Setting priorities is the key to learning a language efficiently.
One thing you learn pretty quickly when studying Chinese: you’ll never be able to learn everything at once. Learning how to speak, read, write, and listen fluently are goals that take years to master. That’s why it’s essential to occasionally take stock of what your current goals are, and then adjust your study patterns to better achieve them. Switching up your routine keeps you from getting bored and helps you cover more areas of Chinese. But no matter how much you shake things up, you’ll always have to do some picking and choosing.
Recently Chinese forums had a great post about memorizing advanced vocabulary that touched on this topic. It covered a range of ideas like the difference between recall and recognition, and even offered good advice on improving your reading skills. My favorite quote came from kdavid:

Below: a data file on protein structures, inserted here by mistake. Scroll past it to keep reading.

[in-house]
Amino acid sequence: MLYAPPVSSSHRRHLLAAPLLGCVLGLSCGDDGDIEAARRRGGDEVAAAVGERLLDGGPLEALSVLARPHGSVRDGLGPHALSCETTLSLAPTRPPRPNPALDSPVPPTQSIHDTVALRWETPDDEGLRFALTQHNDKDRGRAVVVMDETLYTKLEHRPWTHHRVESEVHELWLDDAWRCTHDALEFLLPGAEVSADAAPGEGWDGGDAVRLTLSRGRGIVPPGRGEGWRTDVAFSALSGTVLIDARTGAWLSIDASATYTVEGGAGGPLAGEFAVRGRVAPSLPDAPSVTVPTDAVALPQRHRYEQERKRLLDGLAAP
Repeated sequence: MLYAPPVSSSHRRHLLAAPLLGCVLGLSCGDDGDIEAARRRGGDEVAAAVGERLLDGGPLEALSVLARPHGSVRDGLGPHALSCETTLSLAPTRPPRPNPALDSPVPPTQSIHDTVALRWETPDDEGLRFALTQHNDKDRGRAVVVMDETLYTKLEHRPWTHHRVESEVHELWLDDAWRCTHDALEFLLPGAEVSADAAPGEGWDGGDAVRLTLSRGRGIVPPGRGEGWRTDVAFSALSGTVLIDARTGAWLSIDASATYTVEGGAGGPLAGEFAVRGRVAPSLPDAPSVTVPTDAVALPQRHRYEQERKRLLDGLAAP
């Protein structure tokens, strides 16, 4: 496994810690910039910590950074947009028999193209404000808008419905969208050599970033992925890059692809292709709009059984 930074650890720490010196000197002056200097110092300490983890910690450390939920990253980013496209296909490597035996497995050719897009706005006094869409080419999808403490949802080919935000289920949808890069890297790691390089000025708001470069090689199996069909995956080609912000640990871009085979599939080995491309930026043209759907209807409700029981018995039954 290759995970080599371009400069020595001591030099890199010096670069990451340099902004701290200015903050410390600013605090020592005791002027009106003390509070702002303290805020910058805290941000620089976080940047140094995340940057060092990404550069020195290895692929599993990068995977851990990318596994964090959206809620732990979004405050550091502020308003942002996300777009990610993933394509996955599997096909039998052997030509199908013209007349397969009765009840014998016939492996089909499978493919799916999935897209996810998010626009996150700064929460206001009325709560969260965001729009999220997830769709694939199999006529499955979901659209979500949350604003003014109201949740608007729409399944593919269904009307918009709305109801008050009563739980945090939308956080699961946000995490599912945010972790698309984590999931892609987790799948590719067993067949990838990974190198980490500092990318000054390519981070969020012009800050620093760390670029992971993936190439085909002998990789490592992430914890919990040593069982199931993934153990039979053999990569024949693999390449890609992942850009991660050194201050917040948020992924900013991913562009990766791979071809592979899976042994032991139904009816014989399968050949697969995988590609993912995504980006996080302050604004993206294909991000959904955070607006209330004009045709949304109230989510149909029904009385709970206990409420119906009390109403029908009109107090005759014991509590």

When we recognize a word, the word we recognize could be part of either our passive or active vocabulary. High-frequency words–those that we see everyday–are likely to be part of our active vocabulary–meaning we use them on a day-to-day basis. Such high-frequency words include common adjectives, household items and appliances, etc. Low-frequency words are words we don’t use often, if at all. Such words could include sledge hammer, asphyxiation, NyQuil, etc.
When we can recall a word, it means that as we are speaking or writing, we can actively produce the word in context without “searching” for it. If you can recall a word, you can also recognize it. On the other hand, a word we can’t actively recall, but we know “on the tip of our tongue” is more likely to be a word we can only recognize.
Deciding just which words (or characters) you will learn to recognize and which you will learn recall is a great way to make studying Chinese easier on you.
How do you make learning Chinese easier for yourself?